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  #24  
Old 01-16-2014, 12:25 PM
bookwormom bookwormom is offline
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Quote:
Originally Posted by weedpuller View Post
Permit me to put in a plug for elderberries. I started growing them for use in winemaking and have yet to find any part of the plant that doesn't have a use. They are easy to start from seed. I picked one cluster from a roadside plant and got 72 seedlings from 72 berries. The berries and flowers are easy to harvest and make superb wine. The berries also make excellent pies and muffins. We also can quite a few quarts to have on cereal in the middle of Winter. Don't judge the flavor by tasting a raw berry. Not much there, but cooking gives them a totally different taste and smell. Birds are attracted to my garden by the ripe berries (there will be plenty for both of us) and do a great job of insect control in the rest of the garden. I noticed that the leaves and stems are totally free of insect pests so I put a couple of handfuls through the blender and strained off the liquid. I don't know if it killed the bugs on other food crops, but it sure ran them off. The effect will last through several rains. According to my herbal medicine books, elderberries will also treat a wide range of medical problems. I haven't tried that yet except to vouch for the wine's stomach-soothing properties. Did I mention that they are unaffected by frost and freeze in zone 7?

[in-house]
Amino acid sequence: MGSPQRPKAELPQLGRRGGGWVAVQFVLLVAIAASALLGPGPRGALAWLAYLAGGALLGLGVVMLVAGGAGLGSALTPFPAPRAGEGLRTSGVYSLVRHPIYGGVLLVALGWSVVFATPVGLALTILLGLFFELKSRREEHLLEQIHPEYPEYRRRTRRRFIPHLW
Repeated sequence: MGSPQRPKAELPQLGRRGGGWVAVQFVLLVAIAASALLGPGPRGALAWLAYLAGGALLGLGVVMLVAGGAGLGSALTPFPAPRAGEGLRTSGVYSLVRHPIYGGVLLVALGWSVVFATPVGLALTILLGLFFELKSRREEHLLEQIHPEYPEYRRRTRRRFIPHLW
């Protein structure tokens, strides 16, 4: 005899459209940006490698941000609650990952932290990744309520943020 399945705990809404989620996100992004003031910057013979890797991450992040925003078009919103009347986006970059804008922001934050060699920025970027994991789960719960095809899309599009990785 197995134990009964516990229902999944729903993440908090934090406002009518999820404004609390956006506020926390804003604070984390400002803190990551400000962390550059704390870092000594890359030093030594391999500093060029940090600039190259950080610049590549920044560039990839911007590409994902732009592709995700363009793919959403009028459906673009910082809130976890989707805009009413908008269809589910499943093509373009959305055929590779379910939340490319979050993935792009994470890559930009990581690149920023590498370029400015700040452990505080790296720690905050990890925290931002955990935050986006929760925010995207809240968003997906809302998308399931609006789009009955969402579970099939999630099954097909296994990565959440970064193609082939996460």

thanks, good post.
I wholeheartedly concur. Except for the taste. I always cooked them with either apples or plums to improve the taste. My grandmother thought elder to be the most important medicinal herb. DH planted some seeds, as there was not a single elder on the premisses when we bought this place.
I use the flowers mostly, for the simple reason that the berries get ripe here and there. A few clusters are ripe and the others are in all stages, and the birds are eating the ripe ones. From three bushes I got enough berries to make maybe two cups of eldersyrup. Here in Ky I see them growing thick along the railroad tracks, or used to before they got sprayed. The goats love the leaves. I am planning on spraying plants that are susceptible to virus with a tea.
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  #25  
Old 01-16-2014, 12:33 PM
bookwormom bookwormom is offline
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I don't have time to reread the whole thread, but I wonder if stinging nettle was mentioned. It is a very beneficial though unpleasant plant, very high in protein.